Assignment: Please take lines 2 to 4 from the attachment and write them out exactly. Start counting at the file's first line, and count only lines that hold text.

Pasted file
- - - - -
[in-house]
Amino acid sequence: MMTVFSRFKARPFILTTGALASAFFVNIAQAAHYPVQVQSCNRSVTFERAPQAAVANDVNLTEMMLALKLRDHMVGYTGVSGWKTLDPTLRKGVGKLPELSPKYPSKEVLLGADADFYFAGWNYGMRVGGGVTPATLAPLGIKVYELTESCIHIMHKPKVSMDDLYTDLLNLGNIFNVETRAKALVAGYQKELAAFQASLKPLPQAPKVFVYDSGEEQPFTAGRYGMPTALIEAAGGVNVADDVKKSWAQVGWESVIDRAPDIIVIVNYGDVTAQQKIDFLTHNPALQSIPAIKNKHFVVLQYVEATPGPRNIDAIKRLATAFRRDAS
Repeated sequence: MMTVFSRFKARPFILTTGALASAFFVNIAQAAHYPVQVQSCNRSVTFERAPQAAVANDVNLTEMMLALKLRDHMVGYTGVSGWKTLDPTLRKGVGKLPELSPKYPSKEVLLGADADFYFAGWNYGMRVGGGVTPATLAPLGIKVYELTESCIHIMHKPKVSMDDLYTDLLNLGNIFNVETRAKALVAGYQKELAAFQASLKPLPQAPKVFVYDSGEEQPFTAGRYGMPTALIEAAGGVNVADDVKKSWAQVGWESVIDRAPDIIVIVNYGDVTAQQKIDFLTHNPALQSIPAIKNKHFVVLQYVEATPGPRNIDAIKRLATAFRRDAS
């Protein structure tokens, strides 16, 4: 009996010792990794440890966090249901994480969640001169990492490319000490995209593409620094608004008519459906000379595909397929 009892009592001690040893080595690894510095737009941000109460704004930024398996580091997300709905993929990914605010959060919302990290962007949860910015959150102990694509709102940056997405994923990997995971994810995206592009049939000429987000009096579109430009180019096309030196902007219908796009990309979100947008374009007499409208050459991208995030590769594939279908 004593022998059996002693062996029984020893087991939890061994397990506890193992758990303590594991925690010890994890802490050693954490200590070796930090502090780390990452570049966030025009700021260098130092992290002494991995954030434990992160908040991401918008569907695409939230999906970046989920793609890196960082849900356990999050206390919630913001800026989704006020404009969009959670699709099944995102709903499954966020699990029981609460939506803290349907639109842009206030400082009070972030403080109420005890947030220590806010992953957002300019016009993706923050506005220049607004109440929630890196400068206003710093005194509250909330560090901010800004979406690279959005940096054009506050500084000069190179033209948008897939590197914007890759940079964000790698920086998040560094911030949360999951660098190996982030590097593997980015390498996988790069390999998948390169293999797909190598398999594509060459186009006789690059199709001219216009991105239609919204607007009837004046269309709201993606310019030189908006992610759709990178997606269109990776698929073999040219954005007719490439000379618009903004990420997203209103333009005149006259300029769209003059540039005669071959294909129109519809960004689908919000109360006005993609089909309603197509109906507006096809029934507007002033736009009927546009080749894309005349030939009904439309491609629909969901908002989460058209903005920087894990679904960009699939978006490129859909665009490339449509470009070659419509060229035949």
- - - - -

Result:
Amino acid sequence: MMTVFSRFKARPFILTTGALASAFFVNIAQAAHYPVQVQSCNRSVTFERAPQAAVANDVNLTEMMLALKLRDHMVGYTGVSGWKTLDPTLRKGVGKLPELSPKYPSKEVLLGADADFYFAGWNYGMRVGGGVTPATLAPLGIKVYELTESCIHIMHKPKVSMDDLYTDLLNLGNIFNVETRAKALVAGYQKELAAFQASLKPLPQAPKVFVYDSGEEQPFTAGRYGMPTALIEAAGGVNVADDVKKSWAQVGWESVIDRAPDIIVIVNYGDVTAQQKIDFLTHNPALQSIPAIKNKHFVVLQYVEATPGPRNIDAIKRLATAFRRDAS
Repeated sequence: MMTVFSRFKARPFILTTGALASAFFVNIAQAAHYPVQVQSCNRSVTFERAPQAAVANDVNLTEMMLALKLRDHMVGYTGVSGWKTLDPTLRKGVGKLPELSPKYPSKEVLLGADADFYFAGWNYGMRVGGGVTPATLAPLGIKVYELTESCIHIMHKPKVSMDDLYTDLLNLGNIFNVETRAKALVAGYQKELAAFQASLKPLPQAPKVFVYDSGEEQPFTAGRYGMPTALIEAAGGVNVADDVKKSWAQVGWESVIDRAPDIIVIVNYGDVTAQQKIDFLTHNPALQSIPAIKNKHFVVLQYVEATPGPRNIDAIKRLATAFRRDAS
């Protein structure tokens, strides 16, 4: 009996010792990794440890966090249901994480969640001169990492490319000490995209593409620094608004008519459906000379595909397929 009892009592001690040893080595690894510095737009941000109460704004930024398996580091997300709905993929990914605010959060919302990290962007949860910015959150102990694509709102940056997405994923990997995971994810995206592009049939000429987000009096579109430009180019096309030196902007219908796009990309979100947008374009007499409208050459991208995030590769594939279908 004593022998059996002693062996029984020893087991939890061994397990506890193992758990303590594991925690010890994890802490050693954490200590070796930090502090780390990452570049966030025009700021260098130092992290002494991995954030434990992160908040991401918008569907695409939230999906970046989920793609890196960082849900356990999050206390919630913001800026989704006020404009969009959670699709099944995102709903499954966020699990029981609460939506803290349907639109842009206030400082009070972030403080109420005890947030220590806010992953957002300019016009993706923050506005220049607004109440929630890196400068206003710093005194509250909330560090901010800004979406690279959005940096054009506050500084000069190179033209948008897939590197914007890759940079964000790698920086998040560094911030949360999951660098190996982030590097593997980015390498996988790069390999998948390169293999797909190598398999594509060459186009006789690059199709001219216009991105239609919204607007009837004046269309709201993606310019030189908006992610759709990178997606269109990776698929073999040219954005007719490439000379618009903004990420997203209103333009005149006259300029769209003059540039005669071959294909129109519809960004689908919000109360006005993609089909309603197509109906507006096809029934507007002033736009009927546009080749894309005349030939009904439309491609629909969901908002989460058209903005920087894990679904960009699939978006490129859909665009490339449509470009070659419509060229035949």